Squee for me is different from finding someone or something hot, or from liking a series, or from loving a character or a relationship and enjoying this scene or that, or finding a storyline great. It is the headspace where I don't register anything negative, I just love the series, I am happy and emotionally involved, giddy, it feels great to watch, you want to talk to others but not about anything in particular, just to share the kind of "and then *flai!!!!* did you see that? and then he *squeee!*" kind of conversation that is more mutual reassurance of shared happiness than any exchange of ideas. And to me it is obvious that a single "negative voice or even just a "thinky" response can disrupt that, it's ind of like one sober person in a room of stoned people, only the squee isn't chemically protected, you know?
[elynross]: I tend to seek out other people equally dissatisfied, and mutually bitch, rather than saying anything about my discontent to people who liked whatever it is. Hence nobody ever saw my reactions to the SG 200th episode, because I never saw anyone else who shared my reactions. *g*

I've discovered it's not a bad thing for me to keep grumpy opinions to myself, actually. I don't risk harshing someone's buzz, and most of the time, I find that bitching out loud just reinforces my own unhappiness, and never leads to any real catharsis about it. I only get that in bitching it out with other people who feel similarly.

That said, I do think it's dependent on whose LJ it is, and the context, etc. Maybe it's someone that you know doesn't mind
[impactbomb]: I have a large portion of my own flist that loved 300. But I hated it.

I solved that by not reading what they thought of it because I knew I'd disagree and didn't want to get in a fight with people I liked over something that I didn't think was worth the breath I'd be wasting in doing so.

It's not pissing their Cheerios, y'know? They liked it, I've said my piece about it in enough places, I don't need to harsh on them in their LJ over a movie because they loved something I despised, yes, I have issues with it but I've brought them up before, moving on to other things that won't make my blood pressure rise.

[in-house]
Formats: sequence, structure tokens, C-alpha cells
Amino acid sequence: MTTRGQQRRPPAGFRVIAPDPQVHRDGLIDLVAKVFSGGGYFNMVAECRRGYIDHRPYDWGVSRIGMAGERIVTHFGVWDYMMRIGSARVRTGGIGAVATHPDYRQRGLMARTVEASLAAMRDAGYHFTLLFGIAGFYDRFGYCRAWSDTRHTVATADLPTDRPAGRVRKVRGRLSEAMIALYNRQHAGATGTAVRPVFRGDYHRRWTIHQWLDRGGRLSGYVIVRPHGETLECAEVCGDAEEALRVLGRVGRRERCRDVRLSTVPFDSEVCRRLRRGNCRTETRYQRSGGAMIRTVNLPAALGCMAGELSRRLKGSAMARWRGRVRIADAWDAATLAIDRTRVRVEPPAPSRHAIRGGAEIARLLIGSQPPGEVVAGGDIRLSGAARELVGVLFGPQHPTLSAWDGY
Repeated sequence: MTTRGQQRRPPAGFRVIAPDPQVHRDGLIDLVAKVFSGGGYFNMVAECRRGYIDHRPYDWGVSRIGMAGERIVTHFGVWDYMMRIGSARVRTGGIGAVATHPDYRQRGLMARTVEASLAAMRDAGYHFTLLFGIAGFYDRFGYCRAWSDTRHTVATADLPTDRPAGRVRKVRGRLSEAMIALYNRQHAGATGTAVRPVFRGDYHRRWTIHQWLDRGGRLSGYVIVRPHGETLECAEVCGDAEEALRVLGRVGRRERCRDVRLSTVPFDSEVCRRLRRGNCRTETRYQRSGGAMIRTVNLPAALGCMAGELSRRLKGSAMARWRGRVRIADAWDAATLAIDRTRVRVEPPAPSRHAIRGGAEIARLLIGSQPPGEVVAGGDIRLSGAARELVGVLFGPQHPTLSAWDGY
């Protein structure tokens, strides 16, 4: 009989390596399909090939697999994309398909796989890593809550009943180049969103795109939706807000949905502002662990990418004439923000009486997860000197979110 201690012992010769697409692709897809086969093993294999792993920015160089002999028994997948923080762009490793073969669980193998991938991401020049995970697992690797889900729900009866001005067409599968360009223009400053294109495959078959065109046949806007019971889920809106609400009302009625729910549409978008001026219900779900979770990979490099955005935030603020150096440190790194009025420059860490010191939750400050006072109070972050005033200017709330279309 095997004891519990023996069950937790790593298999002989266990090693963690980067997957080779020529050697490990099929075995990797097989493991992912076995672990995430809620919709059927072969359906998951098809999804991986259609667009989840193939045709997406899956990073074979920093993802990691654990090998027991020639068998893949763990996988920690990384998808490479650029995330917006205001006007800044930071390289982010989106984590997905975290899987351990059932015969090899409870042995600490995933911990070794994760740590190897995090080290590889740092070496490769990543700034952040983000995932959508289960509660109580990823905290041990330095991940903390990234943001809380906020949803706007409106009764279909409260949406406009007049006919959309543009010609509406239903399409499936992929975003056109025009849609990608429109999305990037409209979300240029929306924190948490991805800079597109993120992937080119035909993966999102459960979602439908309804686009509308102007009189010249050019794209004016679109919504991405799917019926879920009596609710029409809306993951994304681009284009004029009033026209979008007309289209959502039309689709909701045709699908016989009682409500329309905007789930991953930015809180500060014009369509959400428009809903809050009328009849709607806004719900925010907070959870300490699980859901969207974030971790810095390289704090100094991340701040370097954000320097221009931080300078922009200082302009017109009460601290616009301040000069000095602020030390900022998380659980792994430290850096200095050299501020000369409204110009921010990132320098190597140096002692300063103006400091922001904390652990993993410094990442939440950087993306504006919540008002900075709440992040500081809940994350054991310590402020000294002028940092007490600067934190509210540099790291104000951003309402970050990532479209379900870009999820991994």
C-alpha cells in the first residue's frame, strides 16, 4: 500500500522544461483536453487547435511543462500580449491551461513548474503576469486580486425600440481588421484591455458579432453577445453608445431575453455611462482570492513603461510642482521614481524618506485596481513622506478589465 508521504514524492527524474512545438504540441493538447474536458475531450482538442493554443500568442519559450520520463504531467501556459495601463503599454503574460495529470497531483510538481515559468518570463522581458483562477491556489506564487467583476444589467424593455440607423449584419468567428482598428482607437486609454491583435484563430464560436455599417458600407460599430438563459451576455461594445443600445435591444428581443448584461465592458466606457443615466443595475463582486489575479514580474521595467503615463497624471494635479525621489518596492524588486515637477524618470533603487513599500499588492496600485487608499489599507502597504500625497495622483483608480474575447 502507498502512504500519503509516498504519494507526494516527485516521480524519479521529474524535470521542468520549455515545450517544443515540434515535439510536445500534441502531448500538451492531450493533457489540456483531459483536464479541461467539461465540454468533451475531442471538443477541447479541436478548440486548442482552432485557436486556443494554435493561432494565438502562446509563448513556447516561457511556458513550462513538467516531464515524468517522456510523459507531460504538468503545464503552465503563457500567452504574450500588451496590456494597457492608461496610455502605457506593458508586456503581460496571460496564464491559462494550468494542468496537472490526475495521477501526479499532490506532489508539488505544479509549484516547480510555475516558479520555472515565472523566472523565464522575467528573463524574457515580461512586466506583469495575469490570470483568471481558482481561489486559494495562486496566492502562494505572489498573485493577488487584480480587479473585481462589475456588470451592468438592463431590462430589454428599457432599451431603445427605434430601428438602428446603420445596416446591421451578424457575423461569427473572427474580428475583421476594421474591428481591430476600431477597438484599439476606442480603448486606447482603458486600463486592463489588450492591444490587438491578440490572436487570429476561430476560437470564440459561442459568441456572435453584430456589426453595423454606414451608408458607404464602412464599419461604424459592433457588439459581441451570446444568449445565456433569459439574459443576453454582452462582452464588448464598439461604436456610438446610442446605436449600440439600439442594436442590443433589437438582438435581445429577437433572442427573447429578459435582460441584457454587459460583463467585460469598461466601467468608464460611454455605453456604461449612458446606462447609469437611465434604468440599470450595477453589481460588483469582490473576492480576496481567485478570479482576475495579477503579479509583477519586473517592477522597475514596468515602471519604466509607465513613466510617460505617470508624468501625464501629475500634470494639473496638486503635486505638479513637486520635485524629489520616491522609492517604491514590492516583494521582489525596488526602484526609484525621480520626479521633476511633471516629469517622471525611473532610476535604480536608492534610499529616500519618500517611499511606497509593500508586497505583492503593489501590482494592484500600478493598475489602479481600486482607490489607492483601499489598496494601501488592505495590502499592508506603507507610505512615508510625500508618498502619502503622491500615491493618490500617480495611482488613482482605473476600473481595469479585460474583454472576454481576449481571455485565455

If I'm gonna bitch about something I'll do it in my own LJ or on the LJ of someone else who's bitching about it first, and only take it somewhere else if someone asks me to take it there, either by posting a link in response to me or by inviting some level of critical discourse and potential disagreement thereby in said post on the topic.

I'm not saying my methods are perfect or that everyone should follow them every single time, because they don't work for everyone and YMMV, as everything goes in fandom - but I think Lucy's method/thought process works because that's the thought process I use, and I have yet to find a problem with it.
[cereta]:I said above, the irony here is not lost on me: I spent years, years arguing that critical discussion was not anathema in fandom, and carving out spaces for it to happen in. And now, I spend a chunk of my time arguing that you know, it's really okay, too, if people just want to squee.
[taverymate]: I strongly believe that is in the best interests of a person commenting on a LJ or blog post to think about the context of the post and what they know about the original poster. Not because I expect - or even want - them to act in accordance with some implicit set of social niceities but because I believe it will make for clearer communication and cuts down on unwitting offense and disagreements that arise from miscommunication.

I think your analogy fails in my estimation because it miscategorizes LJs and blogs (though for simplicity's sake, I'm going to default to LJ terms) as public space that you believe can then be marked semi-public or private by the tone and content of an individual post - and that such tone and content restrictions should over-ride the public nature of LJs and blogs and the actual access to the post.

I think Miriam's analogy of LJ as a sports bar with a hundred tables with a hundred TVs at which a hundred people are inviting you to watch with them is closer to the way that I view LJs/blogs.